Insane' 40% Growth In Govt's Wage Bill

Insane' 40% Growth In Govt's Wage Bill

By NEIL HARTNELL

Tribune Business Editor

nhartnell@tribunemedia.net

The 40 percent growth in the government's wage bill over the past seven fiscal years to 2018-2019 was yesterday branded "insane" and "criminal" by private sector leaders.

KP Turnquest, pictured, Deputy Prime Minister, said the $226m increase in civil service salaries since the 2011-2012 fiscal year was one factor that had created "a significant fiscal gap" for the upcoming budget year without the corrective action of a Value-Added Tax (VAT) rate increase to 12 percent.

"In light of the fact that the Government wage bill has grown by $226m, or 40 percent, between 2011-2012 and 2018-2019 in an economy that has posted little if any real growth, [there is] the necessity of exercising restraint in respect of the overall wage bill and headcount," Mr Turnquest told the House of Assembly yesterday.

Budget figures show the Government attempting to hold public sector wages, described as "personal emoluments", relatively flat year-over-year at $738.476 million for 2018-2019 - a slight decline on the prior year's $741.759 million.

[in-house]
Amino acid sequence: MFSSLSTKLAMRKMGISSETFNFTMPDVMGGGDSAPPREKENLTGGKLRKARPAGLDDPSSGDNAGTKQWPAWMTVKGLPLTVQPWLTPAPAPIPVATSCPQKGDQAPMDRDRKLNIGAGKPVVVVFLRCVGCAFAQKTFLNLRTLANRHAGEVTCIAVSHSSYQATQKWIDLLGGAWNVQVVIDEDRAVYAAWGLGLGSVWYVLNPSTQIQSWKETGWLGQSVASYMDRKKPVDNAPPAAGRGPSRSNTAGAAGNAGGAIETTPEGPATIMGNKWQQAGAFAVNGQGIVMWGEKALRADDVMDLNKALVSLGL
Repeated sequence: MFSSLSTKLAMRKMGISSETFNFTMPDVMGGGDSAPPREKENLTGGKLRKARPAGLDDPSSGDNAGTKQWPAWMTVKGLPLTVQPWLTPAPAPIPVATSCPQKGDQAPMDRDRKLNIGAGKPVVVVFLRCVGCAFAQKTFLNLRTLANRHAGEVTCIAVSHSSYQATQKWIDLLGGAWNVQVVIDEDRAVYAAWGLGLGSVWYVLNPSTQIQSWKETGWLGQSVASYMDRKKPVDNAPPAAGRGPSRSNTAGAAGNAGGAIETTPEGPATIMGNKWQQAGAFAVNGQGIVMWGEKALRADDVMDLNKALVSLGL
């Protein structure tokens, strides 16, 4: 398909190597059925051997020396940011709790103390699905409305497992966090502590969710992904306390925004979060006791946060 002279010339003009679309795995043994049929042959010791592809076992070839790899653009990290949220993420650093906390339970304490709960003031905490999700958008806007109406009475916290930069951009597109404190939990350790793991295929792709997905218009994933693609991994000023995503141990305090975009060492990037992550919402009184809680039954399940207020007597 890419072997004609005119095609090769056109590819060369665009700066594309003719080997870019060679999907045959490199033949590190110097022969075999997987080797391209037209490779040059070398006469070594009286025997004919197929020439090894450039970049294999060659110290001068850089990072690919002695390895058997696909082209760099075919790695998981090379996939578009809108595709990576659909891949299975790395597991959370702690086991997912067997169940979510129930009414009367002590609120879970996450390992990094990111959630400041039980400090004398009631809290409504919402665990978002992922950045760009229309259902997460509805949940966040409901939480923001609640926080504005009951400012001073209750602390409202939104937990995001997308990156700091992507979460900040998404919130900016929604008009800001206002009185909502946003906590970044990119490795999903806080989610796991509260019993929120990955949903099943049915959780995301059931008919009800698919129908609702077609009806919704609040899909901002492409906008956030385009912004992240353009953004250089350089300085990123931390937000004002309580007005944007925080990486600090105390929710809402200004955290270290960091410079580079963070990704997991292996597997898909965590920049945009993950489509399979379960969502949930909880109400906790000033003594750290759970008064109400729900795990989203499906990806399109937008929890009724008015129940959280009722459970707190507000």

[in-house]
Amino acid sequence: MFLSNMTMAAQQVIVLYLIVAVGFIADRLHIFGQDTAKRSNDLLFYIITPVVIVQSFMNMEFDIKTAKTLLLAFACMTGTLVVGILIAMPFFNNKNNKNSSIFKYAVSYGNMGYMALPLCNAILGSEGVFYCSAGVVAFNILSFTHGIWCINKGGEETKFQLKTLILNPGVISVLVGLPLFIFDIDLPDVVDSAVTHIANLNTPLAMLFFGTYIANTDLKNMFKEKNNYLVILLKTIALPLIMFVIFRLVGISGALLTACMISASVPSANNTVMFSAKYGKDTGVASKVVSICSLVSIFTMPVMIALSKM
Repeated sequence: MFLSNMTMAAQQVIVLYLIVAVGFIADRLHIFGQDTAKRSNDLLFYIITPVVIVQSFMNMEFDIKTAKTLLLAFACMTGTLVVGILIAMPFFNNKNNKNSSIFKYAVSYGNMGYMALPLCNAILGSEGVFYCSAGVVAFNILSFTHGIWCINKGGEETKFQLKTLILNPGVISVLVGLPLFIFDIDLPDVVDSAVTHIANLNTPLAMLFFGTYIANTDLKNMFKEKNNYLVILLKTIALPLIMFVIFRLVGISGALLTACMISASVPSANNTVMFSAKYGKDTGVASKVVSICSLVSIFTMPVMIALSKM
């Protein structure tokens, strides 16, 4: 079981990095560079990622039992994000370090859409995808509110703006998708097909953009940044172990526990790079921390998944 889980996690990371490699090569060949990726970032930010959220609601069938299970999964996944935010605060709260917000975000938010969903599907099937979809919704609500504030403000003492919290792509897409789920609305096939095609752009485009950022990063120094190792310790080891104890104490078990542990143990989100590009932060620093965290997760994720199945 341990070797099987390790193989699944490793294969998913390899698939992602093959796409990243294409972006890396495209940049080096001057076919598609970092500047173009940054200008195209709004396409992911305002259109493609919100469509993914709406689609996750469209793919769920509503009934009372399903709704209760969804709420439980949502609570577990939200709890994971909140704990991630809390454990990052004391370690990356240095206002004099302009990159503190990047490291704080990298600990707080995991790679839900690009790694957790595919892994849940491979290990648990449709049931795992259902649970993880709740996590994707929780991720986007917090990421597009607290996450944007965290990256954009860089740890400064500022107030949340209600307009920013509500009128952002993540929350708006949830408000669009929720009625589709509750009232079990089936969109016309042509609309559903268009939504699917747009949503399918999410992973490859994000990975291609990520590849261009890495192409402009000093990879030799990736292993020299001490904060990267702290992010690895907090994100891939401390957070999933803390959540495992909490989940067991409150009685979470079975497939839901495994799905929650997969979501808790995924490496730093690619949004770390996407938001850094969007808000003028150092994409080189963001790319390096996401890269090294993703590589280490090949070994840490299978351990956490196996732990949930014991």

However, this still represents 28 per cent of the Government's total recurrent spending for the next fiscal year. And the salary bill is expected to grow further over the next two years, rising to $757.478 million in 2019-2020 and $790.941 million in 2020-2021.

Mr Tunquest's revelations were seized on private sector leaders as illustrating just why Bahamian consumers and businesses are being forced to pay for the fiscal profligacy of past governments through a major increase in the VAT rate.

"That's just insane," Michael Maura, the Bahamas Chamber of Commerce's chairman, said of the wage bill's explosive growth since the last year of the final Ingraham administration.

Robert Myers, the Organisation for Responsible Governance's (ORG) principal, added: "That's just criminal and asinine. It's criminal. We've already paid the price, and are going to continue to pay the price. We've got to roll up our sleeves, do the hard work and get this thing going in the right direction."

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